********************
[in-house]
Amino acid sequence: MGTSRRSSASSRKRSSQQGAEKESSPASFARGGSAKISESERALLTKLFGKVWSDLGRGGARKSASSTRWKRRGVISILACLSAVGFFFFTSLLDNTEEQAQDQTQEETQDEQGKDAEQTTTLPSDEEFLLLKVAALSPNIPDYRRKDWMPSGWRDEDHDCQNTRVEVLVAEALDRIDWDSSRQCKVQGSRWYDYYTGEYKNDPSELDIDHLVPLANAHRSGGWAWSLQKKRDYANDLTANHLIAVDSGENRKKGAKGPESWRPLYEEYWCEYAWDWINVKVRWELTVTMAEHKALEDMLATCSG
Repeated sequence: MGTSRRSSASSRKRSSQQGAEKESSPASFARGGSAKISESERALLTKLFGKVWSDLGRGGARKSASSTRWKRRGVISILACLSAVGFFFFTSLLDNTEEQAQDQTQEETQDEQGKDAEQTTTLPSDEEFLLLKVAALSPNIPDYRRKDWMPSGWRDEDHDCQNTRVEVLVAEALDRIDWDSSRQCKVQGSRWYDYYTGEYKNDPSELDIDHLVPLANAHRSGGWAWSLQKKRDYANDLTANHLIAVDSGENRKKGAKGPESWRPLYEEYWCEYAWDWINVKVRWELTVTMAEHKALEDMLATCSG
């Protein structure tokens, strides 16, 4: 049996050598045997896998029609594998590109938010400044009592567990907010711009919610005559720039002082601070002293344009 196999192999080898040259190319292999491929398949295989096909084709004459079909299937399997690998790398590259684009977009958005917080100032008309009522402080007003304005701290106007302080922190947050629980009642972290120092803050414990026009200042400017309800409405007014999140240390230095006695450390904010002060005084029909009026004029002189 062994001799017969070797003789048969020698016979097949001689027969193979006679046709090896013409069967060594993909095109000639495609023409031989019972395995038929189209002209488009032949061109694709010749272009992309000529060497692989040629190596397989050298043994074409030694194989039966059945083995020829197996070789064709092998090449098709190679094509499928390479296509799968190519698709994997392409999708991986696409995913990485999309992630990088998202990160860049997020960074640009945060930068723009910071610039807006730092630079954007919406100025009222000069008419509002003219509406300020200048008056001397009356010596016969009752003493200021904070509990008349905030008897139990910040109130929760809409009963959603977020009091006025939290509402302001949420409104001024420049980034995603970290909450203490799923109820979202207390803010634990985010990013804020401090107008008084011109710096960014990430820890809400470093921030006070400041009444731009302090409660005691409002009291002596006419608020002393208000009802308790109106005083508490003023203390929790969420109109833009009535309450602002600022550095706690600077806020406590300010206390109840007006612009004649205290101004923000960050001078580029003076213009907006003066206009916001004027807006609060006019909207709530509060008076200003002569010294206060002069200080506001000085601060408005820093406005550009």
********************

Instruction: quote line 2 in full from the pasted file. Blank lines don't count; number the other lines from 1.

Amino acid sequence: MGTSRRSSASSRKRSSQQGAEKESSPASFARGGSAKISESERALLTKLFGKVWSDLGRGGARKSASSTRWKRRGVISILACLSAVGFFFFTSLLDNTEEQAQDQTQEETQDEQGKDAEQTTTLPSDEEFLLLKVAALSPNIPDYRRKDWMPSGWRDEDHDCQNTRVEVLVAEALDRIDWDSSRQCKVQGSRWYDYYTGEYKNDPSELDIDHLVPLANAHRSGGWAWSLQKKRDYANDLTANHLIAVDSGENRKKGAKGPESWRPLYEEYWCEYAWDWINVKVRWELTVTMAEHKALEDMLATCSG